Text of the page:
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Constable Charlie Penguin tells children how to stay safe

- June 26, 2012

The mascot of the NSW Police visits The Infants’ Home to offer advice about personal safety and being a good citizen.

Constable Charlie Penguin with his police vehicles at The Infants' Home.

Constable Charlie is the busiest officer in the NSW Police. He travels to schools all over the State to talk to children about staying safe – and this week he came to The Infants’ Home.

Learn Together, Play Together, Stay Together

Constable Charlie says his job is to teach children how to keep themselves, their friends and their families safe.

“My work is to help children identify the safe people in their community, as well as safe places to go when they are lost or frightened, or when they are in danger,” Charlie says.

“I always tell children: Learn Together, Play Together, Stay Together. This is my motto.”

Charlie also told the children his favourite food is trout.

Constable Charlie and his police back-up talk to children and teachers in Robinson House.
 

Police back-up

Supporting Constable Charlie at The Infants’ Home was Inspector Peter McLaughlin, Sergeant Vince Azzopardi, Constable David Turner, Constable Christian McDonald, and Constable Katie Oregan – all from Newtown Local Area Command.

  

(L) Children from Johnson House try out the police van (R) Seamus from Robinson House meets Charlie.
 

Constable McDonald told children what to do when they feel unsafe or unsure.

“Yell as loudly as you can – No, Stop or Go Away!” said Constable McDonald. “These are the best words because they are easy to say and easy to remember.

“And don’t ever forget that police are friendly. You will never get into trouble asking the police for help.”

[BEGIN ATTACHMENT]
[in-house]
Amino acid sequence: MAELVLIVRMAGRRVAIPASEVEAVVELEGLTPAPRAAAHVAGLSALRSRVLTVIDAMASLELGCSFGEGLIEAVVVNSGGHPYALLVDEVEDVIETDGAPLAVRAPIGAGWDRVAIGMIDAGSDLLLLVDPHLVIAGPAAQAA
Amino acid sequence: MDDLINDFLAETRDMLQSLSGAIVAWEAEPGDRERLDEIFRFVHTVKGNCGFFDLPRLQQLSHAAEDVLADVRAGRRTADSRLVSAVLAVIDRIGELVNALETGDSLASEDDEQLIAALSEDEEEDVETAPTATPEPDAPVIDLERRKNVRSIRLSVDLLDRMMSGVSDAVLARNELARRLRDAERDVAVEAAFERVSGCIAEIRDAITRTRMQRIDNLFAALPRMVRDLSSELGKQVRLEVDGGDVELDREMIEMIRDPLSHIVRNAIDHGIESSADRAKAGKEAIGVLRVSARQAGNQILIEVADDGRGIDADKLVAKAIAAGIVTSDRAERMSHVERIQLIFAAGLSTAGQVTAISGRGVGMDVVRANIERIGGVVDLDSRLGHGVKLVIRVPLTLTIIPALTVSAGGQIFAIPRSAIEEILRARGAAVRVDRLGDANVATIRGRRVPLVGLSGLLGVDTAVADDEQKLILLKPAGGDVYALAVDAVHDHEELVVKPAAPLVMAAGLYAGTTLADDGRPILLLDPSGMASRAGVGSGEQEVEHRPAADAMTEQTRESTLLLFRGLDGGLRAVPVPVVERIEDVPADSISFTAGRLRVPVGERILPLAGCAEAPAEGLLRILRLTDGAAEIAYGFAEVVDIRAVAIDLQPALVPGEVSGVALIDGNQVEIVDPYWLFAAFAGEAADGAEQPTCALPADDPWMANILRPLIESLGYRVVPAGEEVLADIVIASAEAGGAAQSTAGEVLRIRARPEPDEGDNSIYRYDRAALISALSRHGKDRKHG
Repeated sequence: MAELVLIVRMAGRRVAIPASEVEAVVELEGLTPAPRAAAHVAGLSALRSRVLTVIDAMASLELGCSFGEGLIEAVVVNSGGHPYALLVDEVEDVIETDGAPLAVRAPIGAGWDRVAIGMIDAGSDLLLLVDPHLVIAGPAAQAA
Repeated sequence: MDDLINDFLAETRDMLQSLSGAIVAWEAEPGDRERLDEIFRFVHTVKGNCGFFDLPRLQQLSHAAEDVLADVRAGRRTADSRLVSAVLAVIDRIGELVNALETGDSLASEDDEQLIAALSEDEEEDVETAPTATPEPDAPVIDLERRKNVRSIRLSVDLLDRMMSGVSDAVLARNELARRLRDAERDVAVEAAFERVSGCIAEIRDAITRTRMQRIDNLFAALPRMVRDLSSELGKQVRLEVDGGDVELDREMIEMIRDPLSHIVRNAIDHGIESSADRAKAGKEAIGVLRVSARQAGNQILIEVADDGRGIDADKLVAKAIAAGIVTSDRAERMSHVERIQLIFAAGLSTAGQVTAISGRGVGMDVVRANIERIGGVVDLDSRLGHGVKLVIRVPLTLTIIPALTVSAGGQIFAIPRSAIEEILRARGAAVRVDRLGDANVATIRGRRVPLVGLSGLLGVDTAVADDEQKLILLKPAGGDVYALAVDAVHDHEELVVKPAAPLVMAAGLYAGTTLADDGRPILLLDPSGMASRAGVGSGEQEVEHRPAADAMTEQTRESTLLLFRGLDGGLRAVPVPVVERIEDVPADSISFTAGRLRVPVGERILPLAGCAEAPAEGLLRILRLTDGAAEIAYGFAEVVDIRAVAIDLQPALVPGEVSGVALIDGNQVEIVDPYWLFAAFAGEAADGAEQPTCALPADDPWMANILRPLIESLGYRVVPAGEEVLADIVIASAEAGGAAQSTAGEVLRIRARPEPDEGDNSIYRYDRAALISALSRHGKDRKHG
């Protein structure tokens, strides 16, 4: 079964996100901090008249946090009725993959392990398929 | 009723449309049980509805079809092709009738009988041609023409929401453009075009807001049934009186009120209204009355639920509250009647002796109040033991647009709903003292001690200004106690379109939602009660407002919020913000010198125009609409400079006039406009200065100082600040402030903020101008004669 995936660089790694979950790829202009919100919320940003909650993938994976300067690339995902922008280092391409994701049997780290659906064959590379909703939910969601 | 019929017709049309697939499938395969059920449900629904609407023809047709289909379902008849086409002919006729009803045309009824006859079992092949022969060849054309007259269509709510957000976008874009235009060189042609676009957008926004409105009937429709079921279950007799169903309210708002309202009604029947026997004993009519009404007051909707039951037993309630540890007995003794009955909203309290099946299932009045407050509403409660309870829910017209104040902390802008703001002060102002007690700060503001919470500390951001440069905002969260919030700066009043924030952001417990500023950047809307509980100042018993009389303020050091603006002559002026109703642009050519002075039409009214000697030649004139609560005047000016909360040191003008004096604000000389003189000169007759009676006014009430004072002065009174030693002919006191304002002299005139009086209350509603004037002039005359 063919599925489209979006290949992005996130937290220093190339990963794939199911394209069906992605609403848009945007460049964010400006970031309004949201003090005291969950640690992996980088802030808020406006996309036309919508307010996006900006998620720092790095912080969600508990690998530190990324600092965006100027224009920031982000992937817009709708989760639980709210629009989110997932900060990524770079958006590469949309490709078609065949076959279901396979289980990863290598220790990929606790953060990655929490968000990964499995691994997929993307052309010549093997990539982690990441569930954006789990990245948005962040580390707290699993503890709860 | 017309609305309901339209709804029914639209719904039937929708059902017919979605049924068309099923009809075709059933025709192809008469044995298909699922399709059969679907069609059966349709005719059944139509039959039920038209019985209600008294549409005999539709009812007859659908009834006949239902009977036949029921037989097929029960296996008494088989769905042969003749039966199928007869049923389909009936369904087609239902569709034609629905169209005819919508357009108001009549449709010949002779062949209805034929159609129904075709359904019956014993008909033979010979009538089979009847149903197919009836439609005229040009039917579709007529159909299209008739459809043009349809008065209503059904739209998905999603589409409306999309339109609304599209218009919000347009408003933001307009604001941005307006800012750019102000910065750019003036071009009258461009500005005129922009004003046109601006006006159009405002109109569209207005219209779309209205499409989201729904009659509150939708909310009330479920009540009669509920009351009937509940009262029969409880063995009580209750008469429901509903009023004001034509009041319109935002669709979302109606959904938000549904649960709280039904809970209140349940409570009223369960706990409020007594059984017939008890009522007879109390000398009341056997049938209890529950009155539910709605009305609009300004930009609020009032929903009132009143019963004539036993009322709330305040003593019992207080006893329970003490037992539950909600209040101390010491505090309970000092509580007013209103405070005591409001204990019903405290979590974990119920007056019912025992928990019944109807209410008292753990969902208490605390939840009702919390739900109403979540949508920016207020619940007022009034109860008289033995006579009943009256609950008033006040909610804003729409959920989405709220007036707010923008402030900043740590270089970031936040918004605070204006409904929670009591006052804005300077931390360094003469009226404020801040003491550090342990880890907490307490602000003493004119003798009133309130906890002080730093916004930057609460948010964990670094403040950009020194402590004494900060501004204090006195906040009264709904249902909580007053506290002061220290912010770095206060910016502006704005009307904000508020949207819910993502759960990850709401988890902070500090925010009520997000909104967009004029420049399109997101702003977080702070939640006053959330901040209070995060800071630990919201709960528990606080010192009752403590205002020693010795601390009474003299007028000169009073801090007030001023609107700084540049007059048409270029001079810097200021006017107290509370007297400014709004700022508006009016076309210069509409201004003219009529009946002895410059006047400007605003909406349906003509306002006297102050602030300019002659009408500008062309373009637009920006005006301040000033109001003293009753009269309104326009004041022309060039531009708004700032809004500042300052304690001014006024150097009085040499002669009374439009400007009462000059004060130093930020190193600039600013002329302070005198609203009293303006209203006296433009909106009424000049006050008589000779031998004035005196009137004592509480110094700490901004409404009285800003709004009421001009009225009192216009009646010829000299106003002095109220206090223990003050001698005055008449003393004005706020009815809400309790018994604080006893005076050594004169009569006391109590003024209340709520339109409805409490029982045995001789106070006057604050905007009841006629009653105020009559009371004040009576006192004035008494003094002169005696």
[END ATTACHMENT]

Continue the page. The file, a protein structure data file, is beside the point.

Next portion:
Children from Johnson House check out the zippy police car with Cnst. Christian McDonald.
 

Charlie’s special book

Constable Charlie gave all the children a copy of his book Keeping Me Safe.

The book is a manual and activity book that helps children to develop their own personal safety strategies, to respect their bodies and their personal space, and to feel empowered to say NO.

       

(L) Charlie from Robinson tests the driver's seat for size (R) Children from Johnson House take over the van.


Child chatter

After some discussion about safe people, safe places, and road safety, Constable Charlie invited the children to look over his police car and a police van.

There was much excited discussion among the children. They asked questions about stopping bad people – especially robbers – and how fast police cars can go when there is an emergency.

“The lights and the siren make the car go faster,” said Oliver, aged 4.

“Charlie’s got big feet so he can run fast,” said Florence, also 4.

    

(L) Constable Charlie in Johnson House (R) Constable Turner helps a very tired Constable Charlie. 

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